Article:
McDonald’s Transitions to Sustainably Sourced Coffee


McDonald's Sustainable Coffee

The coffee industry is under increasing pressure as consumers and organizations like Fairtrade and Rainforest Alliance set standards for sustainable certification. Currently, just 37% of the fast-food chain coffee comes from certified sustainable sources but the industry is working with Conservation International, the nonprofit that helped Starbucks reach the milestone of using 99% “ethically sourced” coffee.

So when a brand as big and influential as McDonald’s announces it will buy all of its coffee from sustainable sources by 2020, a sea change in sustainability has arrived.

“A lot of people have assumptions about what McDonald’s food is,” McDonald’s corporate chef Jessica Foust told Business Insider. “There’s a stigma about what [quick-service restaurant] food is, and that is very, very unfortunate. Personally, I don’t think that helps people eat well.”

McDonald's Sustainable Coffee

Under CEO Steve Easterbrook who took over in March 2015, the chain has tested fresh beef patties, pledged to cut antibiotics from its chicken supply and source cage-free eggs, and replaced margarine with butter in its breakfast sandwiches.

Customers are increasingly demanding transparency about sourcing and ingredients from their brand choices and Papa John’s, Panera and Taco Bell recently cut artificial ingredients from the menu, while Subway, Chick-fil-A and Wendy’s are reducing antibiotics in their supply chains.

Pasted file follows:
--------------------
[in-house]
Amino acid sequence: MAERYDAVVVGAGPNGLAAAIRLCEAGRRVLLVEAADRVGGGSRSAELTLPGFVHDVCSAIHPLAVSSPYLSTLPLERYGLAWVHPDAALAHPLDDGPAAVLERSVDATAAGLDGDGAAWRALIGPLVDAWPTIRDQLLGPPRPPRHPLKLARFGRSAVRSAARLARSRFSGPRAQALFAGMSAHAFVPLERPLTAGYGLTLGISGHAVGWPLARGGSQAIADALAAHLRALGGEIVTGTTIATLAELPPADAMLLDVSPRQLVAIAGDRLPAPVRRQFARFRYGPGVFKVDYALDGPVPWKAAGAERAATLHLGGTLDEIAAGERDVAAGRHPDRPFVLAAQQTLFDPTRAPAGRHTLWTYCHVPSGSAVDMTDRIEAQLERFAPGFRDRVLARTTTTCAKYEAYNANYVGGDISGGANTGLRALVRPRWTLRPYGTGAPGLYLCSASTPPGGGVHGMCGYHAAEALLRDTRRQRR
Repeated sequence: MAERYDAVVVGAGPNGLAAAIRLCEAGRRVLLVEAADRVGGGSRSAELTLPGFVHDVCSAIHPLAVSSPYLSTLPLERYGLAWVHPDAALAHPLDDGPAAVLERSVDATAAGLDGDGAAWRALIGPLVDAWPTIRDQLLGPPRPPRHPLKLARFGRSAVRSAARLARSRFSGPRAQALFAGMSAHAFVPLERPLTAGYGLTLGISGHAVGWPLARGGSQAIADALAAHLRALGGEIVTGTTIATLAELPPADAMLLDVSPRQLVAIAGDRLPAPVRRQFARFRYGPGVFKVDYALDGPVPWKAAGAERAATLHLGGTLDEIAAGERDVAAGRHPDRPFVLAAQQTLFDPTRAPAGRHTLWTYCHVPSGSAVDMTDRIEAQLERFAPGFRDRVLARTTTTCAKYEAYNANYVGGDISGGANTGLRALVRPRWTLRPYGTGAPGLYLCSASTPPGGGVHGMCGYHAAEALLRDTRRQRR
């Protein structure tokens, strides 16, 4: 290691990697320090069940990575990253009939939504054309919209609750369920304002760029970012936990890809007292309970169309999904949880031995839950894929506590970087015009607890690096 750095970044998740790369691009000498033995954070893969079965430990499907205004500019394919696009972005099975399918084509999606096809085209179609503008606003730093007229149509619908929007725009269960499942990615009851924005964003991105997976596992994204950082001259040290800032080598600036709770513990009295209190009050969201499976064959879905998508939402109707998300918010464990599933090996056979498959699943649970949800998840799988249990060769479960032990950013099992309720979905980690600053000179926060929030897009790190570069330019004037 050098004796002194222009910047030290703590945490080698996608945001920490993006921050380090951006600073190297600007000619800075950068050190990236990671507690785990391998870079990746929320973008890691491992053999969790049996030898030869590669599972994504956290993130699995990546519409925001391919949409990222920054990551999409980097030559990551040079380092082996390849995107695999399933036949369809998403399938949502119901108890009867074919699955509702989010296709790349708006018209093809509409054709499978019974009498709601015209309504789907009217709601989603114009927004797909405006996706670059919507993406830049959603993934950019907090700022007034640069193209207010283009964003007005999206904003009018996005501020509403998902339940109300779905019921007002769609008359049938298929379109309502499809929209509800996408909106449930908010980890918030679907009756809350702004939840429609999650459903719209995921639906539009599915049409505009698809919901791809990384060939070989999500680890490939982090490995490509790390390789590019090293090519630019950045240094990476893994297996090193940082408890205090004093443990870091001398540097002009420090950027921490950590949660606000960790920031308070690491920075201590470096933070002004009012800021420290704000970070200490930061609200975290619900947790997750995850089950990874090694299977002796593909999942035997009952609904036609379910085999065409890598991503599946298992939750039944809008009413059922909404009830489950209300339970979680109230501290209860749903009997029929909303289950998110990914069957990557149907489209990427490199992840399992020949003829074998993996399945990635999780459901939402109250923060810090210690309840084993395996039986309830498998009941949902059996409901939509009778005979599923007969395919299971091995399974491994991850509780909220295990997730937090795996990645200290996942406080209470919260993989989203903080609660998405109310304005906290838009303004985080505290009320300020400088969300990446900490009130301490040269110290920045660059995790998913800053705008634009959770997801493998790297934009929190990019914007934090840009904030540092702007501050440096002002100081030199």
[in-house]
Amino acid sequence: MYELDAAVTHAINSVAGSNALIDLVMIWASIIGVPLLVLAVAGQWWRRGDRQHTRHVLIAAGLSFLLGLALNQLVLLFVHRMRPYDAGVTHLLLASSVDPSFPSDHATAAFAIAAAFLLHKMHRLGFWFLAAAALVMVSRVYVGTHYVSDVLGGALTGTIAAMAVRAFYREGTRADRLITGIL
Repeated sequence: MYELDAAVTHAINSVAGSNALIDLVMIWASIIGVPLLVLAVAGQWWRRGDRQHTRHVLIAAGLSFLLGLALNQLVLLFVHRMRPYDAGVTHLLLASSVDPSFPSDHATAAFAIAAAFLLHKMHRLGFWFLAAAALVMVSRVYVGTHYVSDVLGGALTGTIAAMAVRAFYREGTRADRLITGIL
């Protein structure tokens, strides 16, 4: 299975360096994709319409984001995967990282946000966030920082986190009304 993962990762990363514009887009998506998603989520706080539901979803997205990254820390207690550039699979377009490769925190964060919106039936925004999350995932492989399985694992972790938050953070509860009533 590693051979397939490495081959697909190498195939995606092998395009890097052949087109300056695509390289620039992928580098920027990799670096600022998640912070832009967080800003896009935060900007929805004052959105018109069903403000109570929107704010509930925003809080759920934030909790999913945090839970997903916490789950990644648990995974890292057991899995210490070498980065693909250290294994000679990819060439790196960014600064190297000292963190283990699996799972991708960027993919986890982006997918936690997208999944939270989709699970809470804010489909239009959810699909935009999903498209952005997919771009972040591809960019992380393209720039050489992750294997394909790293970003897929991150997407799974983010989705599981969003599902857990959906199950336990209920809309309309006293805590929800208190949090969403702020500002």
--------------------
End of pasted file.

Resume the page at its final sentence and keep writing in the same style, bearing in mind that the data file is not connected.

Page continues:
“Our customers want to see where are products come from, what’s in it, and how it’s made,” Townsend Bailey, head of supply-chain sustainability for McDonald’s, told Bloomberg. “We want to make sure that we have sufficient supply of high-quality coffee for the long run. With changing dynamics in coffee with climate change, it’s really an important topic to make sure we are engaging farmers and helping them.”

McDonald’s has already invested nearly $6.7 million helping Guatemalan farmers adapt to difficult weather conditions and coffee-rust disease. “It is something that we are investing a lot in,” added Bailey. “It’s not cheap to have engagement at this scale.”

“We joke that sustainability is our best-kept secret,” said McDonald’s spokeswoman Molly Starman. McDonald’s will be featuring farmers’ stories on its website.

“Having a major brand like McDonald’s taking a very visible step will definitely drive restaurants and brands of retail names to join in the sustainable coffee challenge,” said Peter Seligmann, CEO of Conservation International, to Bloomberg. “We see this as an important, catalytic event.”


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